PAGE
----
The photo comment contest has finished. A big thank you goes to everyone that told us why this photo should win Pink Bike’s “Photo of the Year Contest.” Props to Justin Olsen for making the final four in the contest. His photo was only 2.6% behind the competition. Stay tuned to this site, Gravity will be reviewing the submissions and choosing the winner shortly.
Andrew Taylor had this to say about the famous shot seen ’round the world…
“This was the first year that I took part in the deep summer photo challenge and had been looking forward to it all year. We had a solid crew of riders and one of the top photographers in the business to ride and shoot the best bike park in the world. Who wouldn’t be stoked on that? The first couple days on the shoot were wet and muddy so we shot mostly trail and steep shoots, so on the final day we had sick weather to get the jump shots dialed in. We were having a session on one of our favorite jumps on A-Line when Justin busted out his crazy chest mount for his big camera. I strapped it on and followed R-Dogg until we got exactly what we wanted. One of the most clicked inverts I’ve seen and the best part was that he did it on a full DH bike. It took a few try’s to get the timing but it was more than worth it for a shot like this one!”
Check out this exclusive behind the scenes interview with the photographer Justin Olsen below.
1. Where are you from? How did you get into photography?
I am from Utah. I have always been into photography but have been pursuing it full time for the last 6 years or so.
2. When and where was the photo taken?
This photo was taken on A-Line in the Whistler Bike Park. It was part of my Deep Summer 2011 show.
3. Explain the chest mount set up?
I don’t want to give away the details, but it is a custom rig that I had made. It is comfortable to wear and protects the camera fairly well.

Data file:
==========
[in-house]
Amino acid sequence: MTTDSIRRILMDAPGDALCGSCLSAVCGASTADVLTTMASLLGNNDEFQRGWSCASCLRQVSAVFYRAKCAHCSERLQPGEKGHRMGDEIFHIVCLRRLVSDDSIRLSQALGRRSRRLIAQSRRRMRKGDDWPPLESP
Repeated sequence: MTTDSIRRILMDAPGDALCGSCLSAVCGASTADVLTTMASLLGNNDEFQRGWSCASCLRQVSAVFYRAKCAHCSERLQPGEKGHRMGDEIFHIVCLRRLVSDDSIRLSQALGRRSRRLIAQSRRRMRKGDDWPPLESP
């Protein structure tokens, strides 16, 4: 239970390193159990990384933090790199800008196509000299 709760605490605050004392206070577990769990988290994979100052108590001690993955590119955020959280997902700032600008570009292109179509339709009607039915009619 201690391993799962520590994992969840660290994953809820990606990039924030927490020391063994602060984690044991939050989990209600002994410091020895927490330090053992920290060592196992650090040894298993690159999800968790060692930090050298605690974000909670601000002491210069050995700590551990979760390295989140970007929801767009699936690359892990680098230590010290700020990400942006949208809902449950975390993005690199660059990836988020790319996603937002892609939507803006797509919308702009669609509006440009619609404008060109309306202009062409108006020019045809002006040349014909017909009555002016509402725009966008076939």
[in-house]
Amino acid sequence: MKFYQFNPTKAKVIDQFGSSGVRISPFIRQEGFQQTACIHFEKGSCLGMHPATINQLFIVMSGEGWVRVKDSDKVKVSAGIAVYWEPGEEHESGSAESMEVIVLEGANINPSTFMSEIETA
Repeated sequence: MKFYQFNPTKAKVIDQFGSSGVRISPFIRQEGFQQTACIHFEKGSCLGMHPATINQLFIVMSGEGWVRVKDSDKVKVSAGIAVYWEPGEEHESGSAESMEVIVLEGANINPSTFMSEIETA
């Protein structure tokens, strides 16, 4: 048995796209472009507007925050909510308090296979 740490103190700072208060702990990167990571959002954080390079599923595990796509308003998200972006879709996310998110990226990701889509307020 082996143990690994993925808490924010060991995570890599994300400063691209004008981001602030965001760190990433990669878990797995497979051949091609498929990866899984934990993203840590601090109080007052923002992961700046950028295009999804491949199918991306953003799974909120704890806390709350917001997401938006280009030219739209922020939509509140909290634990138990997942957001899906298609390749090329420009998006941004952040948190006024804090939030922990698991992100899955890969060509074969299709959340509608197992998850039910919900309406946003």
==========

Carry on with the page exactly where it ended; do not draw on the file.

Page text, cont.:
4. Where you nervous that AT was roasting the Tombstone on A-Line with your camera gear
strapped to his torso?
No, I wasn’t really sweating it at all, we shot a sketchy rock roll earlier that day that I was much more nervous about… I had full confidence in AT in this shot.
5. What made it difficult to get the shot you were looking for?
The timing.. it was tough to time it just right. They were training the jumps so close together. This shot makes it seem like they are not that close, but they were.
6. Whistler Bike Park is everywhere these days, is it tough to produce original photo’s up there?
Yes, it is really tough. Whistler is an amazing place, and has been photographed by all the best in the biz for sure. I was hoping to bring a unique perspective to the table with this set up.
7. Where do your skills shine brighter…behind the lens, behind your bars, or behind the ladies in
Behind the lens for sure, I am a hack at everything else…
8. Who would win in an un-turndown contest, Ryan Howard or Gumby?
Ryan Howard has no competition, he pretty much owns that trick.
9. What is you’re all-time favorite MTB photo?
Not sure, there are so many that stick out to me. I like shots that make the viewer think “how did they do that?” The “birds eye view” shot that Sterling Lorence took of Thomas Vanderham and Andrew Shandro on the North Shore comes to mind. The one looking down on them out of a tree while they are riding across a skinny. Nice angle, nice color, nice motion blur..
10. Any Thanks?
Big thanks to Andrew Taylor and Ryan Howard for making this shot happen, and to the rest of my Deep Summer team for being willing to work with me. Also thanks to all the companies and mags who have ever bought a photo from me!